Male Cinderellas

Jang Song Thaek funeral

Hot on the heels of Kim Jong-pil’s gorgeously atmospheric and unpleasant memoirs, comes former NIS apparatchik Ra Jong-yil‘s book about Jang Song Thaek, which looks to be a humdinger:

… Stories of sons-in-law marrying into privileged families are not altogether uncommon on either side of the Korean divide. Though the stakes were different – no one ended up publicly purged and executed – a useful comparison can be found in the story of Lim Woo-ja, who married Samsung Electronics CEO Lee Kun-hee’s daughter, Lee Boo-jin, also an executive in the conglomerate. In both cases marrying well brought great privileges but also severe consequences.

Jang and Lim share commonalities in their backgrounds. Jang was a talented and ambitious person who earned his way into Kim Il Sung University but who was not from the Kim family’s privileged bloodline. Lim captured the attention of the South Korean media by marrying the Samsung head’s daughter despite being an “ordinary” office worker at the company. Like Jang, Lim’s career after marriage was full of fortune. He was promoted to vice president of Samsung Electronics in 2011, a position out of reach for most employees and, despite their later divorce, he is still serves in an advisory role at the company.

But Lee did divorce Lim in 2014, and Lim has been dogged by legal procedures ever since. Lim would not be purged or killed as Jang was, but has dealt with a steep decline in living standards, later writing of how his son tasted ramen for the first time after the divorce.

Ra’s book on Jang contains many other instances of how family history invades one’s private life, especially in the North: Jang’s older sister had to divorce her husband due to his family’s past record as a landlord during the Japanese colonization of Korea before the end of World War II. Lim’s family faced a similar tragedy. “Including my father, our family couldn’t meet my son from his birth until September 2015, when he turned 9 … Before the negotiations to meet my son, I couldn’t have free time with my son outside,” his letter read.

His ex-wife would cite Lim’s excessive drinking patterns as a reason for their divorce, which, if true, would be something else he shares with Jang. “I cannot stop drinking. Tens of thousands people are starving in the fatherland. I cannot sleep because of those starving people,” Jang used to say, as quoted by the book.

Jang was chosen by Kim Jong Il, who needed an ally during his preparations to succeed from his father Kim Il Sung. The young and talented Jang, who had been deeply affected by Kim’s younger sister, was a perfect partner. Ra says this was why Jang could overcome the differences in social standing between him and the country’s most privileged household. However, it also meant that he would serve Kim Jong Il “hand and foot.” Secretive tasks to satisfy Kim’s preferences were his primary job, including organizing parties with female entertainment for Kim and other elites, as well as obtaining luxury goods for Kim’s family.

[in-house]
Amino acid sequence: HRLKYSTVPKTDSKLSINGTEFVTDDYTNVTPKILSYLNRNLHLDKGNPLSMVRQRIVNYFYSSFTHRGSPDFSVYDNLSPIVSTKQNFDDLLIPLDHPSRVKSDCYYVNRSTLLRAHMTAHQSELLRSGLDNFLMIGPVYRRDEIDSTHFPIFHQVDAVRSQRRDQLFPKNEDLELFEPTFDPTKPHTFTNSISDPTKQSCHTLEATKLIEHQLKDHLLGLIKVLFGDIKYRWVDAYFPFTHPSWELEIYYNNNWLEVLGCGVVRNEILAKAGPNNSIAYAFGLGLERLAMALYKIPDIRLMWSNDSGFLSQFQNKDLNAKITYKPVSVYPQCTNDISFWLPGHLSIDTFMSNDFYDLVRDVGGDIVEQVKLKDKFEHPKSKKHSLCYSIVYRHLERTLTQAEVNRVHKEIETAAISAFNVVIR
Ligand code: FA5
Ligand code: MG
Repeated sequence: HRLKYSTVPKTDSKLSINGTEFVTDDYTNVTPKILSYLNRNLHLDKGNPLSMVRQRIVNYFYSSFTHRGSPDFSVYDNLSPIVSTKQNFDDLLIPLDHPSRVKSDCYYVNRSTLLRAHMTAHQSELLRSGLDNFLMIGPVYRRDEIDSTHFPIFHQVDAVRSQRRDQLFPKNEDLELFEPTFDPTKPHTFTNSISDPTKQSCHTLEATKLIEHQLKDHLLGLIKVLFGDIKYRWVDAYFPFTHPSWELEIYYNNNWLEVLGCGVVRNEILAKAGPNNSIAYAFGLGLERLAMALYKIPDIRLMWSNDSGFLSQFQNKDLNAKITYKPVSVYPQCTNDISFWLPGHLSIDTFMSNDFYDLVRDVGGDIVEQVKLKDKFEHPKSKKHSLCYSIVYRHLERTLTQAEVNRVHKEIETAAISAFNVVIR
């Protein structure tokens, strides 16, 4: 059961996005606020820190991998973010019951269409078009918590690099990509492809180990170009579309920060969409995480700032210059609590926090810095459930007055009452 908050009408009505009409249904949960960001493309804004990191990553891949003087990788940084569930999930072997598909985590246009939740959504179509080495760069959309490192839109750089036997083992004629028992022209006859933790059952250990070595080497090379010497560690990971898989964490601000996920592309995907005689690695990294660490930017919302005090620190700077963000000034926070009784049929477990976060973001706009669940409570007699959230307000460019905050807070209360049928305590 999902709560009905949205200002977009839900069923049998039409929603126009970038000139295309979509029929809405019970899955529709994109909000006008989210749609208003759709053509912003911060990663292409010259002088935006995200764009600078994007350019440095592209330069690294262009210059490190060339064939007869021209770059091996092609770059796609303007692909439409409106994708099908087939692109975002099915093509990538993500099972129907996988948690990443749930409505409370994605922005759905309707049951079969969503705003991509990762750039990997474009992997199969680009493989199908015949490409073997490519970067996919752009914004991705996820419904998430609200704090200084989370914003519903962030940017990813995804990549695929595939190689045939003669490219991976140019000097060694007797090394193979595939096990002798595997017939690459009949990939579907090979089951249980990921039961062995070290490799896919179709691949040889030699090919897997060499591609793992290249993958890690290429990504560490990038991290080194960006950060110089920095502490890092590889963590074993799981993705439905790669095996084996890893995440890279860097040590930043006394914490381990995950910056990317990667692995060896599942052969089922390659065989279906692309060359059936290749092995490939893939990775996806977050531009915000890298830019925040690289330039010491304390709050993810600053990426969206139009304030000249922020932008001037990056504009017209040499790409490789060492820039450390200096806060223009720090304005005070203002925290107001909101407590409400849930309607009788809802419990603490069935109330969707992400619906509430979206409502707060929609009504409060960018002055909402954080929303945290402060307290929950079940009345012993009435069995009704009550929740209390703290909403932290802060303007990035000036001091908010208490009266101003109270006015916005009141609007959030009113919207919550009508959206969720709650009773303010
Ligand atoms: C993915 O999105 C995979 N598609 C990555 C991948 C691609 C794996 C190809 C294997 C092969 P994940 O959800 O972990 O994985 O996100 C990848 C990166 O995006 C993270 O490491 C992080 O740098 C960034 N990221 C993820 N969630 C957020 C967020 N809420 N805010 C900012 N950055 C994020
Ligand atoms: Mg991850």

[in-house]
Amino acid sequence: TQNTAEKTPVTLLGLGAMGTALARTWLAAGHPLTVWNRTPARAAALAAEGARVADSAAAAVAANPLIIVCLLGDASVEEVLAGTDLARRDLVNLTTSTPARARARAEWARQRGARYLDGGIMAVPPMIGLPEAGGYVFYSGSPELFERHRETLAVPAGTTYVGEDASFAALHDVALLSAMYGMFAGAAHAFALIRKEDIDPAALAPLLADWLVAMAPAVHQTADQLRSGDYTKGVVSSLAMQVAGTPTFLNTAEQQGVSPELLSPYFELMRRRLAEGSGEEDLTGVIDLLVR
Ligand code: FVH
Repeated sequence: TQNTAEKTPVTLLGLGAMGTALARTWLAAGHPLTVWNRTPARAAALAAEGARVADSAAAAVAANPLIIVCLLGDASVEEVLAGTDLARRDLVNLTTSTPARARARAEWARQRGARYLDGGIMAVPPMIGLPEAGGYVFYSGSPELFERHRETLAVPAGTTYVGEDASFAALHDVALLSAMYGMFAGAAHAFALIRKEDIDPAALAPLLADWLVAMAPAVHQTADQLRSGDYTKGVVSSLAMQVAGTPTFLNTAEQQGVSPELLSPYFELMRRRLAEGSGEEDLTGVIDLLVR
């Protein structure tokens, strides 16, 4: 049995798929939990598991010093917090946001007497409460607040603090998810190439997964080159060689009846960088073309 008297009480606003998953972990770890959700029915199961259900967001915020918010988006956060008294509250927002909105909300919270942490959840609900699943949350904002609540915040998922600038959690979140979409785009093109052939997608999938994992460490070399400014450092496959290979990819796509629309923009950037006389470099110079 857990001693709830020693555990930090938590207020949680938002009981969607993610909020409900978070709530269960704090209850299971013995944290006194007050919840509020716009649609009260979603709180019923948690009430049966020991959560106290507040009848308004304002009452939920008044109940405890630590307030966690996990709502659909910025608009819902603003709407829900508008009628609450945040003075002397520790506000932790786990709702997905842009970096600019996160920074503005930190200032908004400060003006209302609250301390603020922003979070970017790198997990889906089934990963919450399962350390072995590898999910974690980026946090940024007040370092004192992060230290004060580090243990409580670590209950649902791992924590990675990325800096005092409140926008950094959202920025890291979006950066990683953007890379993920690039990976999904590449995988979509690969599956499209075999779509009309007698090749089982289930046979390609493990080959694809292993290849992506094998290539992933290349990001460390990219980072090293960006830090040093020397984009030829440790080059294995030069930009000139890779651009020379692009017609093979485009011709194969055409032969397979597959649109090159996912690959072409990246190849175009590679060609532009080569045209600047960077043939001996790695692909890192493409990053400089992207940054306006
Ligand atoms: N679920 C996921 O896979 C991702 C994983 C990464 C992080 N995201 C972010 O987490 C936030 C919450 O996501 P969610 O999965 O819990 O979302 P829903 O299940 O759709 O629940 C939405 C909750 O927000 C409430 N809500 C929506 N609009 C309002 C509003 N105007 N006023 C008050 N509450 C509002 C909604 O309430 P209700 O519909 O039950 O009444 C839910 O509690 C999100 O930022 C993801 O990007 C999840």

This is a critical factor which featured his declining years, the author said. Due to the national emphasis on the bloodline, Jang’s position had fundamental limits. His prominence did not originate from his capacity but through Kim Jong Il’s choice. Between Kim Jong Il’s passing and Kim Jong Un’s rise, Jang’s presence became a nuisance for the young leader, eventually leading to his sudden end in late 2013.

Ra expected that it would take about two years for Jang, the second-in-command, to be removed from the leadership position. It was not only Jang who was purged. Five out of seven officials who served as Kim Jong Il’s pallbearers in December 2011 would eventually be removed; the two who remain, Kim Yong Nam and Choe Tae Bok, don’t have any real authority…

Read more.


Not being absent

Xi and Putin

“I’ll have what he’s having.”

A few days back it was related in the media that Chinese government-affiliated tabloid and rabble-rouser the Global Times had published an editorial saying:

China will look for past references on how Russia has taken action against Eastern European countries which have deployed the U.S.’s missile defense systems at their borders.


Woah, right?

Here it is, in black and white:



So that’s what Xi Jinping meant when he talked about “not being absent“.

When asked if this represented the Chinese government’s position, Hong Lei made vague, generic statements about THAAD being bad for regional stability.

Leaving Family Behind in North Korea

Ask a North Korean

If you’ve never read NK News’ Ask A North Korean column, you really should. This week’s edition in particular will get you right in the feels:

… When I see street food on the way home, I find myself thinking, My mother would love it if I brought some of those home. But I can’t bring them home because I know my parents won’t be waiting for me at home and I have no way of delivering them to my parents in North Korea. My mother loves boiled eggs and they are cheap street food here in South Korea. I could easily afford them now and I would love to bring them home for my mother only if she was living with me here in South Korea.